I think I may have been one of the few not that impressed with England’s performance against Russia. ITV were ready to release a DVD box set of the game, whilst pundits got themselves hot under the collar with Roy Hodgson’s side. Although England started the game well, things quickly dropped off in the second half and they lacked any cutting edge. To compound a performance that rapidly lost energy, the substitutions, or lack of them, from Hodgson were extremely poor. In contrast, the performance against Wales was one that was okay first half, but with positive half-time substitutions, improved second half with more cutting edge and brought the victory it deserved.
Aside from England’s shaky back four, which will not have had their confidence boosted by Joe Hart’s howler on the Gareth Bale free kick, the balance of the midfield does not look right to me. Wayne Rooney and Dele Alli are trying to influence the game in the same areas, with the youngster struggling to impact this tournament the same way he has the Premier League for Tottenham. The front line has also failed to click effectively; Raheem started well against Russia, but his output dropped off second half and he was poor against Wales. Harry Kane was ineffective in both opening games and looked a shadow of the striker who finished top of the Premier League goals charts. Daniel Sturridge and Jamie Vardy provided real difference against Wales and showed the threat and invention lacking in England’s attack in the 135 minutes prior to their introduction to proceedings.
Making effective substitutions are all well and good, but the key is to get things right before the match, rather than chase it in-play. That was the task facing Roy Hodgson before the final group game; could he make the necessary changes and get the balance right in order for England to despatch Slovakia?
Well, Hodgson made a surprising six changes: opting to switch both full-backs, which does make sense given that the full-backs are important in this system and expend an awful lot of energy. Those were two changes that didn’t weaken England as there’s little between Ryan Bertrand and Danny Rose and I would argue that Nathaniel Clyne is a superior right-back to Kyle Walker. Though Bertrand struggled at times, Clyne was excellent, forcing Slovakia to make changes on that side of the pitch.
The attacking changes spoke for themselves after Sturridge and Vardy did so well against Wales, they deserved to replace Sterling and Kane. What was fascinating was some of the outrage at Rooney and Alli having their spots taken by Jack Wilshere and Jordan Henderson. The midfield hadn’t looked balanced and playing two orthodox central midfielders in there, rather than an attacking midfielder and a striker, was a viable decision and the midfield looked a more fluid and cohesive unit. Wilshere started the game well, but became too indulgent in possession and quickly tired, whilst Henderson put in a strong performance, linking well with Clyne, though his set piece delivery was poor. Interestingly, the discussion for so long had been about whether or not Rooney deserved a place in the England team, yet after two decent performances there’s suddenly an outcry when he isn’t picked.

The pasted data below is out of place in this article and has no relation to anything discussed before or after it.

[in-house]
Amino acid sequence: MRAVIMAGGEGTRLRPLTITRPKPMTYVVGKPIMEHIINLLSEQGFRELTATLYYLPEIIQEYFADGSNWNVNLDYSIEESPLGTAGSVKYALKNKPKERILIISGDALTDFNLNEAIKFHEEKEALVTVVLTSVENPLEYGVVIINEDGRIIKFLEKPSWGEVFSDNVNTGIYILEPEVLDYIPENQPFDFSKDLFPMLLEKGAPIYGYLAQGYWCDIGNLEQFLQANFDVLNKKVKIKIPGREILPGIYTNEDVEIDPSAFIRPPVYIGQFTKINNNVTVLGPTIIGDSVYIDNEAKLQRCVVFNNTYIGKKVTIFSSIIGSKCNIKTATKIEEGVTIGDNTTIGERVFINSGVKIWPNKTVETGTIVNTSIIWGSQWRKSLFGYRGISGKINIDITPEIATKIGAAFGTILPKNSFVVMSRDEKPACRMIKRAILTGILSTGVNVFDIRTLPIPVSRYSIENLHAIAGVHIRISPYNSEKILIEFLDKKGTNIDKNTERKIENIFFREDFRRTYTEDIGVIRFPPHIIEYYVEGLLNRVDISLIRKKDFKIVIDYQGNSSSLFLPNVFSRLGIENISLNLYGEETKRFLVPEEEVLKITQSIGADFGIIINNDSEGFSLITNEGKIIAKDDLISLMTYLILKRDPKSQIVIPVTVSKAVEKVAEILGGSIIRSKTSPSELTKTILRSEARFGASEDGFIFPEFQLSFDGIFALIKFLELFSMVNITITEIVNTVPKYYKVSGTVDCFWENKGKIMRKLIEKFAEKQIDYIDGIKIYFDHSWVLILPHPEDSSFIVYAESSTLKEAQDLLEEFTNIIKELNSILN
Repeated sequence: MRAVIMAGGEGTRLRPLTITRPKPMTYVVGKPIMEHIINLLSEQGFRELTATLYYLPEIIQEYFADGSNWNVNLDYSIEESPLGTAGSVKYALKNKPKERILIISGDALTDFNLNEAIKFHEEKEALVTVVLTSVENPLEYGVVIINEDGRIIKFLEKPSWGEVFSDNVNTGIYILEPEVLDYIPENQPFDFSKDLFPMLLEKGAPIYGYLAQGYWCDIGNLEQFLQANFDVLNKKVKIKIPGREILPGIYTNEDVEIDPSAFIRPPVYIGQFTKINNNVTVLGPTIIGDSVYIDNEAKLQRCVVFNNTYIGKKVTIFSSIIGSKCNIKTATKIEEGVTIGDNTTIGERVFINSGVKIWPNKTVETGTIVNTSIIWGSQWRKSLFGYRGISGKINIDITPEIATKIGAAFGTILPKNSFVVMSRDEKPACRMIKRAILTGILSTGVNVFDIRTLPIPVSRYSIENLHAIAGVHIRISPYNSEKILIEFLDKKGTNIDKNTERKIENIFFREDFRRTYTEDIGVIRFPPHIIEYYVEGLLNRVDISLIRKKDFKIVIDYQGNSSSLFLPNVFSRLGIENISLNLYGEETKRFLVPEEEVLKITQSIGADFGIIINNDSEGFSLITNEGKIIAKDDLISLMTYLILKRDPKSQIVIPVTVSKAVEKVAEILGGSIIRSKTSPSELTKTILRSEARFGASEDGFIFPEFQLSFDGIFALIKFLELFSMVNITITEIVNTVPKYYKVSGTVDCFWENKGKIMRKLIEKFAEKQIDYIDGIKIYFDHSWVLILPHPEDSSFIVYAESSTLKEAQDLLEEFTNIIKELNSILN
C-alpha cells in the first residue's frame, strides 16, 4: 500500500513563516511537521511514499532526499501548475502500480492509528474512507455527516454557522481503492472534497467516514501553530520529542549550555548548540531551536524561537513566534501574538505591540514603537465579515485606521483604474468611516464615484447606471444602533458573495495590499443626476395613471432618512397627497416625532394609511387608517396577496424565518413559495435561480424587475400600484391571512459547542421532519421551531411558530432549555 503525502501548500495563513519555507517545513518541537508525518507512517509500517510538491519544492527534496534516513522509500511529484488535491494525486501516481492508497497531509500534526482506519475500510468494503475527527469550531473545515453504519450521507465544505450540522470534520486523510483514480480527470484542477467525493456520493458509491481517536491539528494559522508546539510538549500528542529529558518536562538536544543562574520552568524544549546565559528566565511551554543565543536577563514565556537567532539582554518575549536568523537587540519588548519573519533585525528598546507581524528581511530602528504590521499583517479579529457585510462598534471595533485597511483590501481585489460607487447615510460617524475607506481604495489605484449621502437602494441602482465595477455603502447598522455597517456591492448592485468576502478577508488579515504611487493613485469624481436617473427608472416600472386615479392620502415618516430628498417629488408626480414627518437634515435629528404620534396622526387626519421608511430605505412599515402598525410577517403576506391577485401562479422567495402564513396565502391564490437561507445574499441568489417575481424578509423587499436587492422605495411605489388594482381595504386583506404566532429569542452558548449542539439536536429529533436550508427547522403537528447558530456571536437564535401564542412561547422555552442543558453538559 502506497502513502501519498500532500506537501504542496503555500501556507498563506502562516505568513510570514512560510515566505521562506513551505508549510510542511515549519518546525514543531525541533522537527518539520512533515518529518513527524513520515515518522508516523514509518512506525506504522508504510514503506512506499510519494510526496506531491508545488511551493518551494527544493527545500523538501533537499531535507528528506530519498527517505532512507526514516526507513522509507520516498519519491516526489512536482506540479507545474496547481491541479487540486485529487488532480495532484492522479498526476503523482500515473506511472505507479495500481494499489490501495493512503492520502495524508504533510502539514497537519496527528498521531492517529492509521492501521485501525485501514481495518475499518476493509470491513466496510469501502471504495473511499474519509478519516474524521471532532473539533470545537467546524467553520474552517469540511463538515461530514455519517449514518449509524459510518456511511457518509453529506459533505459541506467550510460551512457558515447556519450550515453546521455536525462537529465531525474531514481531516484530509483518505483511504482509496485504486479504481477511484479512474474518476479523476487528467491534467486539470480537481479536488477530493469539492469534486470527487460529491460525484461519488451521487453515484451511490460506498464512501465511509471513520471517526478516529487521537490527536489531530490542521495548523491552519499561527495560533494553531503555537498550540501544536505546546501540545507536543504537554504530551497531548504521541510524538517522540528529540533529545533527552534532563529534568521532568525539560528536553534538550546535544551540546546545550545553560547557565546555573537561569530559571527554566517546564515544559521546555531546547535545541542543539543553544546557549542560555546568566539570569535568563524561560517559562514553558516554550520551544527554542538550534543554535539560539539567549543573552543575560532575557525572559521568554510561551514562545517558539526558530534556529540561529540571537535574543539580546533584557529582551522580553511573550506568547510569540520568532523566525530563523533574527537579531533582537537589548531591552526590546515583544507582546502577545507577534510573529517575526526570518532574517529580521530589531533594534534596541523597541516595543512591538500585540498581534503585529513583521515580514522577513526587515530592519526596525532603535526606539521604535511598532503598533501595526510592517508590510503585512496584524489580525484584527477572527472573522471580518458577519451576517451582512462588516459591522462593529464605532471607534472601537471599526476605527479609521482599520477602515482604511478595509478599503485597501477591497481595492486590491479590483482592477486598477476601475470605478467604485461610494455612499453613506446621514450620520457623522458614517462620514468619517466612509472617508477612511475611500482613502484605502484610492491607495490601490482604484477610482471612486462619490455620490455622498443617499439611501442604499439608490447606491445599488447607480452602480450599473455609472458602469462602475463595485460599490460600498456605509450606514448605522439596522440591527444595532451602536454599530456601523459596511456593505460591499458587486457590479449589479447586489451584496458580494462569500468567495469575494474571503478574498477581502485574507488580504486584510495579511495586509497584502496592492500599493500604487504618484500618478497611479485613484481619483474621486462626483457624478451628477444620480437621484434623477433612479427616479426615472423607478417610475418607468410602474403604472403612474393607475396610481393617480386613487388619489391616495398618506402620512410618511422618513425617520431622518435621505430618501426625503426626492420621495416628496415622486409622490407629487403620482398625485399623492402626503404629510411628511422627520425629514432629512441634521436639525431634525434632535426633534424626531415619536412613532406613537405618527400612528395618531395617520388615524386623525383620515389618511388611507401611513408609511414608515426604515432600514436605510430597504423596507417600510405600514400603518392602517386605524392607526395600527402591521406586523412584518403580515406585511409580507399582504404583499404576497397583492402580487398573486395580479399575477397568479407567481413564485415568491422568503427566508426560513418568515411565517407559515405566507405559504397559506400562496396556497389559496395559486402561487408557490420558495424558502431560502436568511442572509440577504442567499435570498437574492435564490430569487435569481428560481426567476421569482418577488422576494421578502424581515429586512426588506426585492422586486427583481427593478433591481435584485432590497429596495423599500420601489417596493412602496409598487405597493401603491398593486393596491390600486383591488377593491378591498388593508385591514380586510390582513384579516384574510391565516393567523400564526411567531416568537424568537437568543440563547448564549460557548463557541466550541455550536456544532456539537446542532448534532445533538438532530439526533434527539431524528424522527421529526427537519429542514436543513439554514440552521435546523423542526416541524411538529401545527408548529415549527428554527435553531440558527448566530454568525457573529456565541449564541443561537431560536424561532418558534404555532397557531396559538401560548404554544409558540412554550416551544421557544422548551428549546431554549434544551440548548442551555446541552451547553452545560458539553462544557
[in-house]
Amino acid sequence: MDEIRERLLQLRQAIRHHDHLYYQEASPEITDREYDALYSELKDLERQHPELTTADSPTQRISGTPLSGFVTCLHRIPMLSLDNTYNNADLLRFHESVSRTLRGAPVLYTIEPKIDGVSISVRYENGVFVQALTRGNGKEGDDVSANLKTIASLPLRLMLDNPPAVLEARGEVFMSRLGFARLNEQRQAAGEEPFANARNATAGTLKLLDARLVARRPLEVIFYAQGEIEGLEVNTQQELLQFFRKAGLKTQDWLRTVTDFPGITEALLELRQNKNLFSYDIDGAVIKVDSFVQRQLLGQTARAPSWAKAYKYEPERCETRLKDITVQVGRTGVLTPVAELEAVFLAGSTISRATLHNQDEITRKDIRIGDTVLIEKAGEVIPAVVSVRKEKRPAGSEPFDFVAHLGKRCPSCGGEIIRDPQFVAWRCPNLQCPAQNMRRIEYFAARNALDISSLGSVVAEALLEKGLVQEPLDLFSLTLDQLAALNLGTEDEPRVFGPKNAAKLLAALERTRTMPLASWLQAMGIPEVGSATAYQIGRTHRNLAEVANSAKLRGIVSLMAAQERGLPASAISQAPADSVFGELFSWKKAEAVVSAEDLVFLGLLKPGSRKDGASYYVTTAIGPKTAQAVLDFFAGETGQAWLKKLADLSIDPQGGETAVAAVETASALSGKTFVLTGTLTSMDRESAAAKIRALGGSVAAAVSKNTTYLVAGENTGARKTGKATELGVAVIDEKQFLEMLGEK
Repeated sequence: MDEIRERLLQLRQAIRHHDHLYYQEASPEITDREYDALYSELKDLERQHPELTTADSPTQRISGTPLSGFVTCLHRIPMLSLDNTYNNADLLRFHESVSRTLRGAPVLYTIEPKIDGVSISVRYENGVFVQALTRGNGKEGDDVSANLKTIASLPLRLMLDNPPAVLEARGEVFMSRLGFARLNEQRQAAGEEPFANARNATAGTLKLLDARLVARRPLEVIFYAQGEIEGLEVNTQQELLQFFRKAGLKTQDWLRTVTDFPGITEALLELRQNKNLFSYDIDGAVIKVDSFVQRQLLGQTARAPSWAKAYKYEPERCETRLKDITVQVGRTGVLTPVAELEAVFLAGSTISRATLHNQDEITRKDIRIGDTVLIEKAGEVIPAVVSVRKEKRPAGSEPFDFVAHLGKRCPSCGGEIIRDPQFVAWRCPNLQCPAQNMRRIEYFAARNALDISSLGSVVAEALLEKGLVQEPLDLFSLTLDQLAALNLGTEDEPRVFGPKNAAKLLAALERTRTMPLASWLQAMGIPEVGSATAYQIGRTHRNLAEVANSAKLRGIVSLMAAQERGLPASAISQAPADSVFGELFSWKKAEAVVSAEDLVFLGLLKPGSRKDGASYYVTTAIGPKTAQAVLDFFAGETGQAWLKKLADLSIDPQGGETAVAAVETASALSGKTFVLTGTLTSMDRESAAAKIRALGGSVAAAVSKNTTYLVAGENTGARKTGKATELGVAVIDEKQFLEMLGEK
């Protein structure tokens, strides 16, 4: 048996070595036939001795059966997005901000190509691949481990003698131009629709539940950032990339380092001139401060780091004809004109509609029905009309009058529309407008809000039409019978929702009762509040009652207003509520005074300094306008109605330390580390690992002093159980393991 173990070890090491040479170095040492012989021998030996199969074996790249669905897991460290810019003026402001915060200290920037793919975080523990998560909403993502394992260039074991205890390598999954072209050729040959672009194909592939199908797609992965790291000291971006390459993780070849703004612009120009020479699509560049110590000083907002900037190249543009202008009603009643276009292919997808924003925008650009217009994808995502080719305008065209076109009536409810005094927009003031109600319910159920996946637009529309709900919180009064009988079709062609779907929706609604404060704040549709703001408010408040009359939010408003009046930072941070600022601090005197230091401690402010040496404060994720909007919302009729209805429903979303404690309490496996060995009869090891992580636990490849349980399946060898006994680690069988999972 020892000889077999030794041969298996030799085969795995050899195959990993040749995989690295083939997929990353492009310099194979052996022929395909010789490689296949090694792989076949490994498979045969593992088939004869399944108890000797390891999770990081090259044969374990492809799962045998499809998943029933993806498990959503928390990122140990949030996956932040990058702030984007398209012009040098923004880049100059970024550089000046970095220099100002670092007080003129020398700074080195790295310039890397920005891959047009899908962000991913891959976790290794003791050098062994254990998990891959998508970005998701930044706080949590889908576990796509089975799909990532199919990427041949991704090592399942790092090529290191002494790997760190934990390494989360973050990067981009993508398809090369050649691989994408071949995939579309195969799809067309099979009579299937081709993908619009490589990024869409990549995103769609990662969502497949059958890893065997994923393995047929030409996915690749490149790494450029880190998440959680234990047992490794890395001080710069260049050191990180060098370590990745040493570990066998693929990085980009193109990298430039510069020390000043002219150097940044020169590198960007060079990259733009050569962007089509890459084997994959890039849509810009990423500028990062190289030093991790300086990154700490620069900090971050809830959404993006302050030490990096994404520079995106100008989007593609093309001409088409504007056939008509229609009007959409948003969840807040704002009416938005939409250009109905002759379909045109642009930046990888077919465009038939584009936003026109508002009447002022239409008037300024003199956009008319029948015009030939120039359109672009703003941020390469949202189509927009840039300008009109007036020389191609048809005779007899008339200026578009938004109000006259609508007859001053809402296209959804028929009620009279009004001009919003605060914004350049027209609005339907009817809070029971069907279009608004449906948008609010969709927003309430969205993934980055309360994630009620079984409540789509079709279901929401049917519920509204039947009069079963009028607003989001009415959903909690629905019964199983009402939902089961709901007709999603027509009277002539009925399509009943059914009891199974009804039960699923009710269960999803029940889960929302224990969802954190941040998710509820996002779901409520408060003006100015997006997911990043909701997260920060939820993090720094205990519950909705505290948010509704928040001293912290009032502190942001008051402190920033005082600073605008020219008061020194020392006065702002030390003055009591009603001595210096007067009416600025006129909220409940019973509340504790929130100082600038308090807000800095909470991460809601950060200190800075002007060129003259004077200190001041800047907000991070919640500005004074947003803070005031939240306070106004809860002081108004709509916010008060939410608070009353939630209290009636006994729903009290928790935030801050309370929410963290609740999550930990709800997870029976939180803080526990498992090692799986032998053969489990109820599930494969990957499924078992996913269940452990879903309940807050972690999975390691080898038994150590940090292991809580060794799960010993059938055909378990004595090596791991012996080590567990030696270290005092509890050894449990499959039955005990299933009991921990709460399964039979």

As it was, I felt the general performance against Slovakia was a much more accomplished one than the two previous, but again lacked the necessary cutting edge required in tournament football. They created chances, but for varying reasons, failed to put them away and as the match progressed, it became clear that against such a deep and high numbered block, it was going to be difficult to properly utilise Vardy. He is not a player that offers clever movement and with his one chance, he looked at the ball and smashed it, rather than calmly slot it near post. Sturridge, on the other hand, does offer movement and invention, but was played too wide, even though he was arguably England’s most creative attacking player on the night. Lallana showed once more that he is a good player and works hard, but is too much of a nearly player; he nearly scored, he nearly played a through ball, he nearly broke through the lines, but didn’t.
So, if England can play Sturridge closer to either Kane or Vardy and find the right player behind them, perhaps they will find that cutting edge. That, as well as the right blend and balance in midfield will be key to how well England can do in the knockout stages; for Roy Hodgson, the week ahead is a crucial one.